Carleton’s Physics Department has traditionally been a hub of Big Data research. What makes Carleton researchers unique is not only their strengths in using large data sets but also their strengths in advancing knowledge transfer through the formation of networks and other partnerships. One example of this type of collaboration is the Ottawa Medical Physics Institute (OMPI), a Carleton University Research Network consisting of close to 30 members from a number of institutes in the Ottawa region, including Canada Research Chairs Dave Rogers and Rowan Thomson. The medical physics community in Ottawa has one of the most diverse spectra of research and service activities in Canada and the OMPI has been successfully tapping into this rich community of expertise for more than 20 years. Along with coordinating and delivering graduate programs in medical physics, OMPI researchers are making strides in such diverse areas as quantitative MRIs for brain perfusion, Monte Carlo systems and simulations, health physics studies in the Arctic, benchmark data for electron and photon beams, and photon attenuation data and coherent scatter form factors. It is a testament to the effectiveness and relevance of Carleton’s OMPI that it continues to attract new members.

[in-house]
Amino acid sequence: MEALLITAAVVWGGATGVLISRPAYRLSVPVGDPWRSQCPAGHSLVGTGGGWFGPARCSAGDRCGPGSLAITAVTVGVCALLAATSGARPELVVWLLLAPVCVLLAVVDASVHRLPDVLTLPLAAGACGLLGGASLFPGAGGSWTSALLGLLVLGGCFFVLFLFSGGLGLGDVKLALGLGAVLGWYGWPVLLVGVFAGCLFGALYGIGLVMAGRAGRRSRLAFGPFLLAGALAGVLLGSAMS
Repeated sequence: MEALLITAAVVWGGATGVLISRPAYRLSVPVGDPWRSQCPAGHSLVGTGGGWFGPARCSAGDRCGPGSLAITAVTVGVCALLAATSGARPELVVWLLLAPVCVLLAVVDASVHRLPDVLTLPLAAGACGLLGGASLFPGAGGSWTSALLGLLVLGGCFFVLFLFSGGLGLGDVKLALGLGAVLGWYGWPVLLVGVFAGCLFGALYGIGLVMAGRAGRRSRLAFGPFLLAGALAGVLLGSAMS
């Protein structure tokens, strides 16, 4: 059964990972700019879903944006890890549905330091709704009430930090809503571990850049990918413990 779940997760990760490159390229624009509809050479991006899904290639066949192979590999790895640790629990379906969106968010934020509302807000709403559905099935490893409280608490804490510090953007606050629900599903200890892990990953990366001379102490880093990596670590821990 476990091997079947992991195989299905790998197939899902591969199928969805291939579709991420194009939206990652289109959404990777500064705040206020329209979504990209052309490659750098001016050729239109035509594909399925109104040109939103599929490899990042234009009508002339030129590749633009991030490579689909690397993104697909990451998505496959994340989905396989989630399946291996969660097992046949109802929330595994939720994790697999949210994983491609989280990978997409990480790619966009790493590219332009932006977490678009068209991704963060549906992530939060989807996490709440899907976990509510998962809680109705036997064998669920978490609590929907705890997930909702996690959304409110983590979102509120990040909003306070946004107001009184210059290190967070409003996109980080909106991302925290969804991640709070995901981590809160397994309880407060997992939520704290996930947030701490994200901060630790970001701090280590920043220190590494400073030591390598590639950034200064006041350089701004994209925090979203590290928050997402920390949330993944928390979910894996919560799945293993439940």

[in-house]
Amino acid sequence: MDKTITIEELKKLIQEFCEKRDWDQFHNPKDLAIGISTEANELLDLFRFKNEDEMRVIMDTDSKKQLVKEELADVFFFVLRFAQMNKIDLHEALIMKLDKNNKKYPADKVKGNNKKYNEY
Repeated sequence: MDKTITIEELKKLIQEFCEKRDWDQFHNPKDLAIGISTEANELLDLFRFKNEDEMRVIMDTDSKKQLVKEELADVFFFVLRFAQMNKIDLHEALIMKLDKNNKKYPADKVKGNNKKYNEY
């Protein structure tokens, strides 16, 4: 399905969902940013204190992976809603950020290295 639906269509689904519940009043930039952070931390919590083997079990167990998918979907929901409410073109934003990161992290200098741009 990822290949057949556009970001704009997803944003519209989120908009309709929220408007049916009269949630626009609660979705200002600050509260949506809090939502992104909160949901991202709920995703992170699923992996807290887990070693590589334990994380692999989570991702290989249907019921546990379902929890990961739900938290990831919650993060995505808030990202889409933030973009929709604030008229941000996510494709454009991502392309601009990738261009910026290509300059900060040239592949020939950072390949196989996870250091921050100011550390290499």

Carleton physics researchers are also involved with international colleagues through the ATLAS project at the Large Hadron Collider at CERN, an experiment so ground-breaking that it is bringing experimental physics into completely new territory, leading to the recent discovery of the Higgs boson. Carleton researchers also played a key role in the creation of Canada’s SNOLAB, the deepest, cleanest underground lab in the world. With the support of colleagues across the country, our researchers are advancing discoveries in the areas of dark matter, supernova detection and observation, and attempting to measure the mass of neutrinos.